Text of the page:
Indiana Journalism Hall of Fame to Induct Five New Members April 12th
January 21, 2003
January 21, 2003, Greencastle, Ind. - The Indiana Journalism Hall of Fame will induct five new members during a ceremony on April 12. The Hall of Fame, created in 1966 by the Indiana professional chapter of the Society of Professional Journalists (SPJ), is housed at DePauw University, where the national society was founded in 1909 as Sigma Delta Chi. The Hall recognizes those with significant Indiana ties who have demonstrated they are journalists of the highest distinction.
Those being inducted this year are:
- Theodore Dreiser, a well-known early 1900s novelist who grew up in Terre Haute and attended Indiana University. He began his writing career as a reporter for the Chicago Daily News and worked at newspapers in St. Louis and Pittsburgh before being hired by Joseph Pulitzer's New York World. He also was editor of the Ev'ry Month, a magazine of music and literature aimed at women, before his career as a novelist took off in 1900 with the publication of Sister Carrie.
- Alan Horton, senior vice president of newspapers for the E.W. Scripps Company. Horton grew up in Indianapolis, graduating from North Central High School and Yale University. He was a reporter for newspapers in Cincinnati and Cleveland before joining Scripps' Washington bureau. Horton returned to Indiana in 1979, where he was editor of the Shelbyville News for five years and then managing editor of the Evansville Press for two years. During his time at Shelbyville, it won the Hoosier State Press Association's Blue Ribbon Award for best daily newspaper. He held other editing and management jobs with Scripps before being named in 1994 to his current position, where he oversees the company's 21 daily newspapers.
- Arthur Levin, longtime journalism department chairman at Butler University in Indianapolis. Levin had been teaching journalism to college and high school students for 17 years when he joined Butler in 1973. During his 24 years heading the journalism department, it grew from 30 students and one professor to about 200 students and six faculty members. His students have gone across the country to work at newspapers, broadcast stations and television networks. He has continued teaching in the department since stepping down as chairman in 1997.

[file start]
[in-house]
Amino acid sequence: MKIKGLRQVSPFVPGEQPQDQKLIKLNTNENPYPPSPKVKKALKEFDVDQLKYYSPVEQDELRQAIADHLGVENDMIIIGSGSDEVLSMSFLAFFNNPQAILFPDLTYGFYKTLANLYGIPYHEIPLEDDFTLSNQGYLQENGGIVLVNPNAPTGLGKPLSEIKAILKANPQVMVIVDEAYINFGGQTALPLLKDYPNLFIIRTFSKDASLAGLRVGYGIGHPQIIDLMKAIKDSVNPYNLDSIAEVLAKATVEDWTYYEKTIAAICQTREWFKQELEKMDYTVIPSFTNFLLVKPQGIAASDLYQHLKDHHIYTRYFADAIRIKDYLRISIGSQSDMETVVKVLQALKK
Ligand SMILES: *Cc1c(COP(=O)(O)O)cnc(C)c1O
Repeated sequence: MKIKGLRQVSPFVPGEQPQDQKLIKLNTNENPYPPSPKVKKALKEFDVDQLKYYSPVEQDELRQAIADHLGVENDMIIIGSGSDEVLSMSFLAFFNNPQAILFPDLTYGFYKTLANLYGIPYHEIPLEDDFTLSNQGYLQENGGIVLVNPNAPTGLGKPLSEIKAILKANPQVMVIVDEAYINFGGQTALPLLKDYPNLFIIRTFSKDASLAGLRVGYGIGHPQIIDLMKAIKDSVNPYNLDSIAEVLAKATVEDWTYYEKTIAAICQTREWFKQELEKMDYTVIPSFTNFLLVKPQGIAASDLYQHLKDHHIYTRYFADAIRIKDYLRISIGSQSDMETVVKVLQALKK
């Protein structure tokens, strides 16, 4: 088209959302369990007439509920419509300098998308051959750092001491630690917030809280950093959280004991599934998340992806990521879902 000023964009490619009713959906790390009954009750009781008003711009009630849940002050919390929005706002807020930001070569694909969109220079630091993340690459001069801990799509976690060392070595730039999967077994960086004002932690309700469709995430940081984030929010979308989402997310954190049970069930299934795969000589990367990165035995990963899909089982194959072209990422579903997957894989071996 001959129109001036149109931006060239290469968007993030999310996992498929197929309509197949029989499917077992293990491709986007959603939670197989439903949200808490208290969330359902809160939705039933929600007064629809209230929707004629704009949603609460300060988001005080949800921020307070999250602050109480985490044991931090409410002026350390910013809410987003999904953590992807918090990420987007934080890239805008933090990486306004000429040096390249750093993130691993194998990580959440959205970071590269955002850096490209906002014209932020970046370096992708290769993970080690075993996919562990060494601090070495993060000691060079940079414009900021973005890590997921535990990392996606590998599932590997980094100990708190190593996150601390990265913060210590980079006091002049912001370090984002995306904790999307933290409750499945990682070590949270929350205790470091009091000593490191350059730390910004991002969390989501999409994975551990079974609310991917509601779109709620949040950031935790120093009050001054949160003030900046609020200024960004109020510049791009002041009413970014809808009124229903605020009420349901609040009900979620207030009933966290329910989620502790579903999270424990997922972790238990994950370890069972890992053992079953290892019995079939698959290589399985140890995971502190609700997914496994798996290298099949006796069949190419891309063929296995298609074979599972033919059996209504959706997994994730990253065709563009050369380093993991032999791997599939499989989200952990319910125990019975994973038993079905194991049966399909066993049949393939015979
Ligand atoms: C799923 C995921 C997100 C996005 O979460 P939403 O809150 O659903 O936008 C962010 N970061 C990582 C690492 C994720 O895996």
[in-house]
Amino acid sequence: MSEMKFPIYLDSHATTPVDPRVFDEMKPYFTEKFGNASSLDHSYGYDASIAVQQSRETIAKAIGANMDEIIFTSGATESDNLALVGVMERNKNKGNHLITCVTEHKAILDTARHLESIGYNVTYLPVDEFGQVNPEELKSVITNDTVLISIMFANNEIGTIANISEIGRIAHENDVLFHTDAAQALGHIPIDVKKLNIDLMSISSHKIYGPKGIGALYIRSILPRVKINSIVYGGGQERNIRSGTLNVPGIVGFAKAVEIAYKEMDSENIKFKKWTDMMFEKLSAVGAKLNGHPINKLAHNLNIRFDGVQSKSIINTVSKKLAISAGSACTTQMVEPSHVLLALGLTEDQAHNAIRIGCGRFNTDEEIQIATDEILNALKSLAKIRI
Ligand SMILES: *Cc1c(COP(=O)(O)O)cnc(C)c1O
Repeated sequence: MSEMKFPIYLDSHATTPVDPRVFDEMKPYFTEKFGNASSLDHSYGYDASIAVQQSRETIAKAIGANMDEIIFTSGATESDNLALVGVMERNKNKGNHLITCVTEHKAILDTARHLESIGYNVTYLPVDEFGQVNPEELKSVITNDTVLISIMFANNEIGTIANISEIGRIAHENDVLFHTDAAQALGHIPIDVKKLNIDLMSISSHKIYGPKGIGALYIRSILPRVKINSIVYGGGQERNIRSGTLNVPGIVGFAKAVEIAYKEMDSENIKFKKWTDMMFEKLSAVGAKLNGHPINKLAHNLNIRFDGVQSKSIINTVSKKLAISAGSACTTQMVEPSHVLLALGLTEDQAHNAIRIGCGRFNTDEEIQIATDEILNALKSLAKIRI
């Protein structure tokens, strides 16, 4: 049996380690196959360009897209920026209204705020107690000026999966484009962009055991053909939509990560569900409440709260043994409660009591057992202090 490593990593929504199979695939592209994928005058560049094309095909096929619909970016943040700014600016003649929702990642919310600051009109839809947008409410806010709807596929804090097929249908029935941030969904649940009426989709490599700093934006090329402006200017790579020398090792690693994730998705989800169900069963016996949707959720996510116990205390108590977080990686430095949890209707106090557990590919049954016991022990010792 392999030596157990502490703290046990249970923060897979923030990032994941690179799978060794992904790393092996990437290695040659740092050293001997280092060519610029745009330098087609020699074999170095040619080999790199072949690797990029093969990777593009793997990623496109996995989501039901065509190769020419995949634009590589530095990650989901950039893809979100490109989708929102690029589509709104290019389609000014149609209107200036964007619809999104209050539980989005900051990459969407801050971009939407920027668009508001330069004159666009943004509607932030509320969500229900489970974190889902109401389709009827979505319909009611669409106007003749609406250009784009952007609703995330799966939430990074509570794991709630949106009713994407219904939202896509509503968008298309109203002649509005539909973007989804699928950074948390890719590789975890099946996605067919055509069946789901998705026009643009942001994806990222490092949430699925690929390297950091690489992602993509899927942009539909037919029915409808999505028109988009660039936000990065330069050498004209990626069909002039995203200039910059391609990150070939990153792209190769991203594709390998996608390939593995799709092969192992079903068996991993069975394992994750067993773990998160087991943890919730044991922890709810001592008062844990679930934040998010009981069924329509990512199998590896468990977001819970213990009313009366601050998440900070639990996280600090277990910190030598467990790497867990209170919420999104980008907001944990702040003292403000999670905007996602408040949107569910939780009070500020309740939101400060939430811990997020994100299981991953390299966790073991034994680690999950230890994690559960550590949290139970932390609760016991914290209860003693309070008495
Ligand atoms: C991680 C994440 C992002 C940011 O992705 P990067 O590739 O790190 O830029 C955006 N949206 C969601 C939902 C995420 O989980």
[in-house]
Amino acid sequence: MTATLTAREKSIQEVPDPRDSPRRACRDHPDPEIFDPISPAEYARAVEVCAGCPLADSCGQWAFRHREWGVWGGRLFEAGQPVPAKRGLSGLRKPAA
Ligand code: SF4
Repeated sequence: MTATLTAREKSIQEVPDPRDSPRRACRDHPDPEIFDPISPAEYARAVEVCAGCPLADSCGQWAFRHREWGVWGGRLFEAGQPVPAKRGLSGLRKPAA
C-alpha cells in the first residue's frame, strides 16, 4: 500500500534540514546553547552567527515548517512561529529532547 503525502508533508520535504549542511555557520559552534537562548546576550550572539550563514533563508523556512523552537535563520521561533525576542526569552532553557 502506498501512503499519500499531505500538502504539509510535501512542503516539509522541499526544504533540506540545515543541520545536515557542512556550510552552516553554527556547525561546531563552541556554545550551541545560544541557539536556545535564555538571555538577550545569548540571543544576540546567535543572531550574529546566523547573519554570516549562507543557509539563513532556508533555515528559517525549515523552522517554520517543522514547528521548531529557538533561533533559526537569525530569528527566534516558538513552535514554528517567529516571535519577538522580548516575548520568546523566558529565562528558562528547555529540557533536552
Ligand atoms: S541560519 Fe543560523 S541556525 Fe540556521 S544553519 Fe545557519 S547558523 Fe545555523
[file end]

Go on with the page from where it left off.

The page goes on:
- Scott C. Schurz, retired publisher and editor-in-chief of Indiana's Herald Times of Bloomington, the Times-Mail of Bedford, the Reporter-Times of Martinsville and two weekly publications. He has worked at the family owned Bloomington newspaper since 1966 and is currently publisher of its Sunday edition, the Hoosier Times. He is credited with helping encourage the highest principles of journalism, both at the newspapers he oversaw and through his work with national and international press organizations. He also has twice been president of the Hoosier State Press Association, which is made up of 170 daily and weekly newspapers across the state.
- Harrison J. Ullmann, reporter, columnist and editor of NUVO newsweekly in Indianapolis. Ullmann grew up in Mishawaka and graduated from Indiana University. He was a reporter at the Indianapolis Star for almost 10 years and then established the news bureau at IUPUI. He was writing a newsletter on Indiana labor issues when he was recruited in 1992 to become editor of NUVO, a weekly alternative paper. He wrote a column on public affairs in the city and state and led the editorial department during a time when it won numerous journalism awards and grew in circulation from 20,000 to 50,000. He stepped down as editor after seven years and died of lung cancer in 2000.
The Hall of Fame's induction ceremony will take place at 12:30 p.m. April 12 at the Walden Inn in Greencastle. Tickets for the luncheon are $25. Reservations can be mailed before the April 4 deadline to Indiana Journalism Hall of Fame, c/o DePauw University Archives, P.O. Box 37, Greencastle, IN 46135.
For more information about the Hall of Fame and its previous inductees, visit its Web site by clicking here.Back